It seems that a number of the aircraft pictured here over the years have been removed of late, and some new ones have arrived...

This pair of British Army Westland Lynxes were built in 1991 and appear to be new additions.

IMG_3824Predannack.JPG


IMG_3825Predannack.JPG


IMG_3826Predannack.JPG


IMG_3827Predannack.JPG


This plane wreck has been here much longer...

IMG_3833Predannack.JPG


IMG_3831Predannack.JPG


IMG_3835Predannack.JPG


Another newer one...

IMG_3839Predannack.JPG


IMG_3840Predannack.JPG


More Sea Kings...

IMG_3843Predannack.JPG


IMG_3845Predannack.JPG


IMG_3848Predannack.JPG


IMG_3851Predannack.JPG


There are also a couple of Hawker Siddeley Harriers...

IMG_3857Predannack.JPG


IMG_3858Predannack.JPG


IMG_3859Predannack.JPG


IMG_3860Predannack.JPG


IMG_3865Predannack.JPG


And finally some of the fire training rigs...

IMG_3867Predannack.JPG


IMG_3868Predannack.JPG


And with that I strolled out the way I'd come in search of a well earned drink.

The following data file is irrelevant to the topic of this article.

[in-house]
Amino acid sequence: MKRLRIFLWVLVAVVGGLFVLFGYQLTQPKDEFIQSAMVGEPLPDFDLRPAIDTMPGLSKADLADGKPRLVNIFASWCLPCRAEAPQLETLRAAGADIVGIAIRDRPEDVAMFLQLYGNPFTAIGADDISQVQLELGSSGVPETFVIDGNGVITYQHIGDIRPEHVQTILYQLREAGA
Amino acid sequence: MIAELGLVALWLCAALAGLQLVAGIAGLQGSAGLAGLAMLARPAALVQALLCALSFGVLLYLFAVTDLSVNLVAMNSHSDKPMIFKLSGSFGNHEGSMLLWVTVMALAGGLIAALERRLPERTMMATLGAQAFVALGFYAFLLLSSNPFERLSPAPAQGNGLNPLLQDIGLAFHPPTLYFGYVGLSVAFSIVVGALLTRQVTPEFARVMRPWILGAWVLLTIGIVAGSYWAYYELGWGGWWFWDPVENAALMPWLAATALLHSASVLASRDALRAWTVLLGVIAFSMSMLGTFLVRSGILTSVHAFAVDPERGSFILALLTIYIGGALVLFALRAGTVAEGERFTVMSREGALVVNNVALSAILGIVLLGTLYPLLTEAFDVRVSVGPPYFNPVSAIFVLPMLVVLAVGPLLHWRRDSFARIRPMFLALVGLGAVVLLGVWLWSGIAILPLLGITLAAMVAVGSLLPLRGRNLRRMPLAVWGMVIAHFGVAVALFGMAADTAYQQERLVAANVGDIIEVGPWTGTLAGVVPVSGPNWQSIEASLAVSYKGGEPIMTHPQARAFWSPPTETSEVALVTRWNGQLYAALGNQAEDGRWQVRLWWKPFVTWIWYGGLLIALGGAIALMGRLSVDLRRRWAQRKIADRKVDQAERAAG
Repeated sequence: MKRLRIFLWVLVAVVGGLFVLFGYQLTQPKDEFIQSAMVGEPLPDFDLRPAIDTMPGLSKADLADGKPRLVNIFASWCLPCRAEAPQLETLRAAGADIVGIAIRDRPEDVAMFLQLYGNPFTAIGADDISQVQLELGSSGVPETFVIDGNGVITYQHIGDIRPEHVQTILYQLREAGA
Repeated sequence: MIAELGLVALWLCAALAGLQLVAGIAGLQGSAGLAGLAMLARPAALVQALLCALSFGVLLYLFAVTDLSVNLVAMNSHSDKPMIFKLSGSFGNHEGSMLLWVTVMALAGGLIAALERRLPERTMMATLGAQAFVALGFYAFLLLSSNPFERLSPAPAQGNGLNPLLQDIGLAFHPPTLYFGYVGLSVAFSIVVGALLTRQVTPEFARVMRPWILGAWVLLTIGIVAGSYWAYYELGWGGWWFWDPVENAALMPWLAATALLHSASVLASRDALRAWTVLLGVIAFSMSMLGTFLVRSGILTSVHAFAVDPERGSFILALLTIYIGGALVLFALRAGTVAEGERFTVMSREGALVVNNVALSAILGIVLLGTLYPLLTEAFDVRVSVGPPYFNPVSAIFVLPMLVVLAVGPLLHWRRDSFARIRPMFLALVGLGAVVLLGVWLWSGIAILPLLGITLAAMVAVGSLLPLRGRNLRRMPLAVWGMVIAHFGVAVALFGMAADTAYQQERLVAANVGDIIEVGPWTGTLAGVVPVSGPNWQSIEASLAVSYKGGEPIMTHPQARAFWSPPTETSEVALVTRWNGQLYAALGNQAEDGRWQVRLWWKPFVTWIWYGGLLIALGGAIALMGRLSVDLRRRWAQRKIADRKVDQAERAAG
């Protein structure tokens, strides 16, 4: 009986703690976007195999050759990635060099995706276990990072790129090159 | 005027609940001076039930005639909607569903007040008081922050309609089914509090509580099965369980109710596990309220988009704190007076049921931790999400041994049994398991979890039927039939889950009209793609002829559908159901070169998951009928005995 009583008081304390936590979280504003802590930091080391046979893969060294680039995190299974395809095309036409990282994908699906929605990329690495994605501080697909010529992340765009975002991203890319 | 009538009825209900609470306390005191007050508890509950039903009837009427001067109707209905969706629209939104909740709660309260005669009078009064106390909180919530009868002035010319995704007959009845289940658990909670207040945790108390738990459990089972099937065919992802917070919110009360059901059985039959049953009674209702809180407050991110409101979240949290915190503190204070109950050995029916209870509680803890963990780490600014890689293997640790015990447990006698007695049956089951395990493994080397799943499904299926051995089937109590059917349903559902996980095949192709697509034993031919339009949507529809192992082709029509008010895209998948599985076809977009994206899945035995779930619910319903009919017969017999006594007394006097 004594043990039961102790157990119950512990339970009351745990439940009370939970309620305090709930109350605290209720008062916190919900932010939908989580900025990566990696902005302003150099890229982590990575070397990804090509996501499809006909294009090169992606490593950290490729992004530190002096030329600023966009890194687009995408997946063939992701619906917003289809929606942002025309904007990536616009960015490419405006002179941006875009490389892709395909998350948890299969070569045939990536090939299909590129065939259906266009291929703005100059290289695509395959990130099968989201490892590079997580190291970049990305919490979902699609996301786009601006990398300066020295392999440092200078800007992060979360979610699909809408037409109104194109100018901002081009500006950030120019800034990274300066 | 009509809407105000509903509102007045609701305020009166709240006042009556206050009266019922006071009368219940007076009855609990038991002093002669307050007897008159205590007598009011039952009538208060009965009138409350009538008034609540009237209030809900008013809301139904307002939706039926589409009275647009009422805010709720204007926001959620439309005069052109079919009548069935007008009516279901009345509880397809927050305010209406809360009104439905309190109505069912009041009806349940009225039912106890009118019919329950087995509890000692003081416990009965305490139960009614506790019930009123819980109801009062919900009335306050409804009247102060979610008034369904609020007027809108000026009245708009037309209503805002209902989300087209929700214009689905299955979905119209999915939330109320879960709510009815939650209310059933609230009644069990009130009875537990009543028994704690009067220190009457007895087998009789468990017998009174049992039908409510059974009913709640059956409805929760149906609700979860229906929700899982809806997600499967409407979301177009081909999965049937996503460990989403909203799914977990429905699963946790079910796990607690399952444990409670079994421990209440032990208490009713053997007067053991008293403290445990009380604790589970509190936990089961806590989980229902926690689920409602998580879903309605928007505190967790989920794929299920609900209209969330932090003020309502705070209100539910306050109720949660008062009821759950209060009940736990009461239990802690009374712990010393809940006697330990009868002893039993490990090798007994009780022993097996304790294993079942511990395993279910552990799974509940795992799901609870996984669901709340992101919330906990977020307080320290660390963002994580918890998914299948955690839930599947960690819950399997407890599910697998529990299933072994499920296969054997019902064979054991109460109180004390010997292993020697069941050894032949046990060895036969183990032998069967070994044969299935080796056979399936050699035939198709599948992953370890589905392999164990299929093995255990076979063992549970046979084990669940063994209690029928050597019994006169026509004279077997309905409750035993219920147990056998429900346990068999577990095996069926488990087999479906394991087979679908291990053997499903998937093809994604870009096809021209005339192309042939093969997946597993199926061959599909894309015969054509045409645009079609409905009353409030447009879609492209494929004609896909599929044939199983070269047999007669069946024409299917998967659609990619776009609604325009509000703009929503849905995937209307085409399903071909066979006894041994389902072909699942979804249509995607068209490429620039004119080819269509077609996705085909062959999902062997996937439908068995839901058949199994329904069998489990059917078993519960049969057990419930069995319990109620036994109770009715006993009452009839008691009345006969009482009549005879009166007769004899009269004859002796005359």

Definitely worth the bit of effort it takes to get there.

Thanks for stopping by! :thumb

IMG_3866Predannack.JPG
 

Kraxous

28DL Full Member
28DL Full Member
#2
Holy moly. :Not Worthy

I love this. Brilliant pictures too!
 

Webster1991

28DL Member
28DL Member
#10
Predannack Airfield

Predannack Airfield was established in 1941 and reached its peak personnel level of 3,600 by 1944 in the midst of the second World War. It's evolved over the years but remains owned my the Ministry of Defence, used as a satellite of RNAS Culdrose and the base of RAF 626 Volunteer Gliding Squadron. The Royal Navy operate the runways and use the more remote end for crash rescue practice. It's adorned with a changing roster of retired airframes for this purpose.

I was keen to see this and the weather was perfect for such an excursion, though its MoD connection made me slightly nervous. That aside, if you can locate it along the south west coastal path you can pretty much walk straight in. If I wasn't looking for it, I could easily have ended up there inadvertently as it turned out.